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Creative ways to stay connected during COVID-19

In the current circumstances, we can’t connect with others in the same ways we’re used to, whether that’s attending weekly football matches, eating out, or visiting the pub. Feeling close and connected to others has a big impact on our mental health, so it’s important to be creative, and to find other ways to connect.

Remember, we can meet up to six people in a public space, as long as we stay two metres apart, so a picnic in the park is not off limits – weather permitting.

Thanks to technology, there are lots of other ways we can stay connected with friends, family, and the communities around us. Here are some ideas you could explore:

Man smiling reading book on sofa

Start a virtual book club?

If you love a good book, why not start a virtual book club with friends or family? Using a video calling service, such as Skype or Zoom, you could share summaries of various books, or read and discuss the same title. Millions of books can be downloaded online, for example, on Google Books or Open Library, or you could use a Kindle, if you have one.

You could alternatively join one of many online book clubs, such as Good Housekeeping’s online book club and the Rebel Book Club.

Take a trip to the museum – from your sofa!

Even in lockdown, you can take a cultural trip to the museum, theatre, or plan a movie night.

With hundreds of theatre, comedy, and ballet performances being released online, you and your friends can watch the same shows and review them later. The English National Ballet, the National Theatre and Shakespeare’s Globe are just a few examples of companies sharing free performances with the public. You might want to video call while you watch them, so you can talk about them in real time.

You can also take the opportunity to feel more connected with the local community, and culture, by exploring Google’s art and culture collection. The compilation offers virtual tours of more than 500 top worldwide attractions.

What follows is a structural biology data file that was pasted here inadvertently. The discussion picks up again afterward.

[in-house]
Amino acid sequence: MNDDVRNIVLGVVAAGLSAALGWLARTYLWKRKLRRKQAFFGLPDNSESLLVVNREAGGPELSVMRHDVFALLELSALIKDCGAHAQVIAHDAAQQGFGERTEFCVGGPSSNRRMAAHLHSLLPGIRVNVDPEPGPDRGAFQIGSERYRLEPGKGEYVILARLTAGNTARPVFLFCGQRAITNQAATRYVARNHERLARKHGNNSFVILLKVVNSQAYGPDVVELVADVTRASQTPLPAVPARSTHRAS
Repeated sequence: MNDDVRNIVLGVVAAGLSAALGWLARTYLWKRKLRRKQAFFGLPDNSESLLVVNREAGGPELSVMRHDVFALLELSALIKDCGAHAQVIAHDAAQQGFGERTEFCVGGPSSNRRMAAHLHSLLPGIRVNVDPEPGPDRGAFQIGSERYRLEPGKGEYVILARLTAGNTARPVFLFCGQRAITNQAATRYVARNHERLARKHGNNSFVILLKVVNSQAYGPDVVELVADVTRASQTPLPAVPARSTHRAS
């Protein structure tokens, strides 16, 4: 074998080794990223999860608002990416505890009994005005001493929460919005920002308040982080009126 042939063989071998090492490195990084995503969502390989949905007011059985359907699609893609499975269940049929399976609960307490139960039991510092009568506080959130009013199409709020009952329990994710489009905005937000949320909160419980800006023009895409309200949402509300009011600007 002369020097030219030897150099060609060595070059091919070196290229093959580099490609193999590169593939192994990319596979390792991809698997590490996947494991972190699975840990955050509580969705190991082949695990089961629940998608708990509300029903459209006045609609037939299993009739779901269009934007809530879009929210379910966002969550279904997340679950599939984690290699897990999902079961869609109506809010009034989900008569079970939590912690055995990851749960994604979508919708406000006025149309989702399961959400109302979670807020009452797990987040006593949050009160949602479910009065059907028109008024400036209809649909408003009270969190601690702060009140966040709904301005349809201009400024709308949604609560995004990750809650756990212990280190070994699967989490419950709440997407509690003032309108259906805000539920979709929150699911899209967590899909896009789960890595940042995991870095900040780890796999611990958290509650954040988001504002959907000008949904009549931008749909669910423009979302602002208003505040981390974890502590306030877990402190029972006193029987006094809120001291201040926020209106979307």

It’s also possible to watch movies in sync with your friends. If you have Netflix or Disney Plus, you can download the Disney Plus Party, and Netflix Party Google Chrome extensions, allowing you to play and pause movies at the same time.

Senior couple sat at table waving on video call

Create a virtual coffee morning

Why not set up a weekly coffee and cake catch up with friends, or family, which can create a sense of normality and help you feel relaxed. Or for a more sophisticated, evening twist, how about wine and cheese nights?

If you’re looking for something fun and healthy to bake at home, why not try our low-sugar banana bread.

Live workouts and virtual PT sessions

A variety of gyms, fitness studios, and classes are running live-streamed workouts, that you can do right from your living room. A few examples are Nike Training Club’s community workout classes which live-stream every Saturday on YouTube, and Women’s Health magazine’s frequent workouts on Instagram Live. Joining live workouts can help you feel part of a bigger community, working towards similar goals, and having fun at the same time.

Or, if you’ve always wanted a personal trainer but never had time, now might be the time to find one offering virtual sessions.

Happy woman taking selfie with cupcake

Set weekly challenges with friends and family!

You can still have fun with friends, and share laughter, by taking turns to set weekly challenges for the group. Some ideas are baking cakes, drawing pictures, or doing your best party tricks on a video call. It’s entertaining and could give you all something to look forward to each week.

Virtual quiz night

A brilliant way to keep in touch, and have fun with friends, are virtual quizzes over video calls. One of you can be quiz master, or you can take in turns to quiz each other on different topics.

Various virtual quiz events are also being hosted online, which anyone can be a part of. One example is the Virtual Pub Quiz YouTube channel which streams quizzes twice a week.

Keep connected and keep smiling

Facebook also has various community groups that you can join, so you can connect with people in your area.

If you try any of our ideas, feel free to share them with us on Facebook, Twitter or Instagram, we’d love to see them, or if you’ve got ideas of your own, please don’t keep them to yourself.

Not everyone has someone to speak to or is as familiar with technology. If you’re older and shielding at home, and would like someone to speak to, Bupa’s launched a new phone support service called Bupa Buddy. You can chat to a Bupa Buddy about anything at all, six days a week, and they can give extra support if needed.

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